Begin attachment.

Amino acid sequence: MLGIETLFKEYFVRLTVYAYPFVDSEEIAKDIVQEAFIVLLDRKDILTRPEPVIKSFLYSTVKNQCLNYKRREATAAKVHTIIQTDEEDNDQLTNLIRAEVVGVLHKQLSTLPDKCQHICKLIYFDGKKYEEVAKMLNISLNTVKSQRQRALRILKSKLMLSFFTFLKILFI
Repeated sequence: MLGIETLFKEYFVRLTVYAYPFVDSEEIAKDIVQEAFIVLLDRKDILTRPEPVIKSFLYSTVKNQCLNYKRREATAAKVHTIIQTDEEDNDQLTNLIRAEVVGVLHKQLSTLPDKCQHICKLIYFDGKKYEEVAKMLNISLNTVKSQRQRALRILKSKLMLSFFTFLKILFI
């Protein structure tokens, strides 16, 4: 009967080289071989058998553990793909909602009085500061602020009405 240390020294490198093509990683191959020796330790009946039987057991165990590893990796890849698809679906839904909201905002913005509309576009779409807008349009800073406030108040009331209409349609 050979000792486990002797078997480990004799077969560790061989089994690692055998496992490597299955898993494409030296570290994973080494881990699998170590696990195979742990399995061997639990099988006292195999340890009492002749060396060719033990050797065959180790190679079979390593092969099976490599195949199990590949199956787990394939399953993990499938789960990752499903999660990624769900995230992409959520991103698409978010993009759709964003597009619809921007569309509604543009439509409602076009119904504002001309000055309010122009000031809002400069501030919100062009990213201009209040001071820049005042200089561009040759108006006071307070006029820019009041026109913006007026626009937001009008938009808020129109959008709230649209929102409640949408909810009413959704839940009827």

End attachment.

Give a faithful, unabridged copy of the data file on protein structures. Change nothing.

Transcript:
Amino acid sequence: MLGIETLFKEYFVRLTVYAYPFVDSEEIAKDIVQEAFIVLLDRKDILTRPEPVIKSFLYSTVKNQCLNYKRREATAAKVHTIIQTDEEDNDQLTNLIRAEVVGVLHKQLSTLPDKCQHICKLIYFDGKKYEEVAKMLNISLNTVKSQRQRALRILKSKLMLSFFTFLKILFI
Repeated sequence: MLGIETLFKEYFVRLTVYAYPFVDSEEIAKDIVQEAFIVLLDRKDILTRPEPVIKSFLYSTVKNQCLNYKRREATAAKVHTIIQTDEEDNDQLTNLIRAEVVGVLHKQLSTLPDKCQHICKLIYFDGKKYEEVAKMLNISLNTVKSQRQRALRILKSKLMLSFFTFLKILFI
């Protein structure tokens, strides 16, 4: 009967080289071989058998553990793909909602009085500061602020009405 240390020294490198093509990683191959020796330790009946039987057991165990590893990796890849698809679906839904909201905002913005509309576009779409807008349009800073406030108040009331209409349609 050979000792486990002797078997480990004799077969560790061989089994690692055998496992490597299955898993494409030296570290994973080494881990699998170590696990195979742990399995061997639990099988006292195999340890009492002749060396060719033990050797065959180790190679079979390593092969099976490599195949199990590949199956787990394939399953993990499938789960990752499903999660990624769900995230992409959520991103698409978010993009759709964003597009619809921007569309509604543009439509409602076009119904504002001309000055309010122009000031809002400069501030919100062009990213201009209040001071820049005042200089561009040759108006006071307070006029820019009041026109913006007026626009937001009008938009808020129109959008709230649209929102409640949408909810009413959704839940009827």